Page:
Disposed coaxially within the pump pipe 1 and extending through the closure 2 thereof, there is provided a suction pipe 6 to feed air (gaseous medium 10) required for aerating the waste water (liquid medium 9). The connection between the closure 2 and the suction pipe 6 is sealed. The end 7 of the suction pipe disposed in the direction of flow is closed. Its other end extending through the closure 2 is open and connected to a suitable source of air (nor shown). A plurality of uniformly spaced elongate apertures 8 functioning as nozzles for mixing air or gas and liquid medium or waste water in a manner to be described are provided in the periphery of the suction pipe 6 near the end 7 thereof. The nozzles are disposed at an angle of about 45° relative to the longitudinal axis of the suction pipe 6. Waste water (liquid medium 9) flowing in the pump pipe 1 thus traverses these apertures 8. The elongate apertures 8 are designed such that their trailing edge forms an acute angle with respect to waste water (liquid medium 9) flowing thereacross.
A drive pipe 3 is provided at one side of an imaginary median plane disecting the pump pipe 1 and is sealingly connected thereto. The drive pipe 3 the open end of which is connected to a suitable source (nor shown) of the waste water (liquid medium 9) is flat and of substantially rectangular cross section and enters the pump pipe I through an intake opening 4 at an acute angle relative to the axis of the pipe, in the direction of waste water flow. The angle is preferably between 30° and 60°. The connection between the drive pipe 3 and the pump pipe 1 is such that the interior surface of one side wall of the drive pipe 3 tangentially engages the internal surface of the pump pipe 1 and the internal surface of the opposite sidewall of the drive pipe 3 is tangentially aligned with the outer surface of the suction pipe 6, i.e. the gap formed between the internal surfaces of the sidewalls equals the width of an annular gap formed between the outer surface of pipe 6 and the internal surface of pipe 1. The length of the side walls of the intake opening 4 is the quotient resulting from dividing the cross sectional surface area of the intake opening 4 by the height of the annular gap 5 between the outer surface of the suction pipe 6 and the inner surface of the pump pipe 1.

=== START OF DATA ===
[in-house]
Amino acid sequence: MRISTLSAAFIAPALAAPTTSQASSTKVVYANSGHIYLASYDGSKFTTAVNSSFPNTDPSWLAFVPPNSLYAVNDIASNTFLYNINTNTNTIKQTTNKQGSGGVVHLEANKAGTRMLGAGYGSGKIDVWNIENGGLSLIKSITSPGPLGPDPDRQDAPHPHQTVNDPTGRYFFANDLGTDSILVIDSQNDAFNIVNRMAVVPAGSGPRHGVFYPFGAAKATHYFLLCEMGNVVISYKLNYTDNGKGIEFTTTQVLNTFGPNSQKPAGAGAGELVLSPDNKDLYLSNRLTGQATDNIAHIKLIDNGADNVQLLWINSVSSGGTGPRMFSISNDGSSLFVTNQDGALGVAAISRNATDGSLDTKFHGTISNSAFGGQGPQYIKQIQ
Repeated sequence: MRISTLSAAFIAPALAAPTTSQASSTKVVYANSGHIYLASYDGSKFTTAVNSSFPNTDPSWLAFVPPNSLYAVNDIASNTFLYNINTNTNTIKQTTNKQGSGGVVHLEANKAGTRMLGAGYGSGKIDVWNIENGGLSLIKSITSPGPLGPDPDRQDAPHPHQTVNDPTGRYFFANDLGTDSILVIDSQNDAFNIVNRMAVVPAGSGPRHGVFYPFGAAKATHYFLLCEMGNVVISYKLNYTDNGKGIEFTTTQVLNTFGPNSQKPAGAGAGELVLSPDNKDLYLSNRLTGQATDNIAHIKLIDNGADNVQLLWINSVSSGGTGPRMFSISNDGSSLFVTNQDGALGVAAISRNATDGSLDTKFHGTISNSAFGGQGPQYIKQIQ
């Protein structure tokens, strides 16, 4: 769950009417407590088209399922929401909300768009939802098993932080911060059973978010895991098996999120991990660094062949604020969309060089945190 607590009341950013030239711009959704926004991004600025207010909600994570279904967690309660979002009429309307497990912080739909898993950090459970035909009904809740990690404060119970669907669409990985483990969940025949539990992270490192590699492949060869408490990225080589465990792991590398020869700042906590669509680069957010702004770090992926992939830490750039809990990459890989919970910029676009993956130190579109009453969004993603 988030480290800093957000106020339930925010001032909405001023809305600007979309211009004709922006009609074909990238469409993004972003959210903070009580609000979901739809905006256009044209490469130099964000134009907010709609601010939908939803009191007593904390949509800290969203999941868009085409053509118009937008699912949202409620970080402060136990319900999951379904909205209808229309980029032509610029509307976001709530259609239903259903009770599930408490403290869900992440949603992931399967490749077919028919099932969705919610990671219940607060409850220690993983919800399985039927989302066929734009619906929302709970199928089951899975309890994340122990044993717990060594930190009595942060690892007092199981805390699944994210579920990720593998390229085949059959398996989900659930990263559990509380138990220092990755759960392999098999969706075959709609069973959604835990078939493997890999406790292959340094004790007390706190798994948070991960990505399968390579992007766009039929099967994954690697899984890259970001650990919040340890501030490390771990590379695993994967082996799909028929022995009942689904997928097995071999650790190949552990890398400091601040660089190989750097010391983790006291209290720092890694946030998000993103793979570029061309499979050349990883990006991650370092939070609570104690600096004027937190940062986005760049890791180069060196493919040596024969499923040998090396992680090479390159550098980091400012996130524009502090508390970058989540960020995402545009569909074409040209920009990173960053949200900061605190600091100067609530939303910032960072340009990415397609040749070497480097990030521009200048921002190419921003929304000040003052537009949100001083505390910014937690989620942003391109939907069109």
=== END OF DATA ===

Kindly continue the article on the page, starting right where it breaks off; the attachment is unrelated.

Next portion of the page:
When operating the apparatus in accordance with the invention, the waste water (liquid medium 9) to be aerated constitutes the drive fluid. It flows at an acute angle through the drive pipe 3 and the intake opening 4 into the pump pipe 1 and in so doing enters the annular gap 5 which results in a drop of flow pressure while avoiding impact pressure. As a result of the configuration of pump pipe 1, drive pipe 3 and suction pipe 6 and the arrangement and dimensions thereof the waste water (liquid medium 9) in the annular gap 5 takes on a substantially helical flow pattern and traverses the elongate apertures 8 in the periphery of the suction pipe 6. This leads to the generation of vacuum pressure at the trailing edges of the elongate apertures 8 which in turn leads to air (gaseous medium 10) being sucked in which is finely dispersed in the waste water (liquid medium 9). Turbulence arises as a result of the widened cross section at the end 7 of the suction tube 6. This intensifies a further homogeneous mixing of air (gaseous medium 10) and waste water (liquid medium 9) to a reactive liquid and gas mixture and thus to an optimum surface increase of the waste water (liquid medium 9).
|Cited Patent||Filing date||Publication date||Applicant||Title|
|US2872297 *||Jan 11, 1955||Feb 3, 1959||Flo Mix Fertilizers Corp||Apparatus for converting liquid anhydrous ammonia to aqua ammonia|
|US3230972 *||Jun 25, 1962||Jan 25, 1966||Monsanto Co||Apparatus for spinning filaments|
|US5005605 *||Jul 10, 1989||Apr 9, 1991||Keystone International Holdings Corp.||Conditioning valve|
|*||DE19933680A||Title not available|
|Citing Patent||Filing date||Publication date||Applicant||Title|
|US20100021319 *||Sep 4, 2009||Jan 28, 2010||Seiko Epson Corporation||Pump|
|US20150285271 *||Mar 31, 2015||Oct 8, 2015||Caltec Limited||Jet pump|
|U.S. Classification||137/888, 417/171, 137/896|
|International Classification||B01F5/04, B01F3/04|
|Cooperative Classification||Y10T137/87652, B01F5/045, B01F3/0446, Y10T137/87587|
|European Classification||B01F5/04C13, B01F3/04C4|
|Jun 28, 2006||REMI||Maintenance fee reminder mailed|
|Aug 3, 2006||SULP||Surcharge for late payment|
|Aug 3, 2006||FPAY||Fee payment|
Year of fee payment: 4
|Jul 19, 2010||REMI||Maintenance fee reminder mailed|
|Dec 10, 2010||LAPS||Lapse for failure to pay maintenance fees|
|Feb 1, 2011||FP||Expired due to failure to pay maintenance fee|
Effective date: 20101210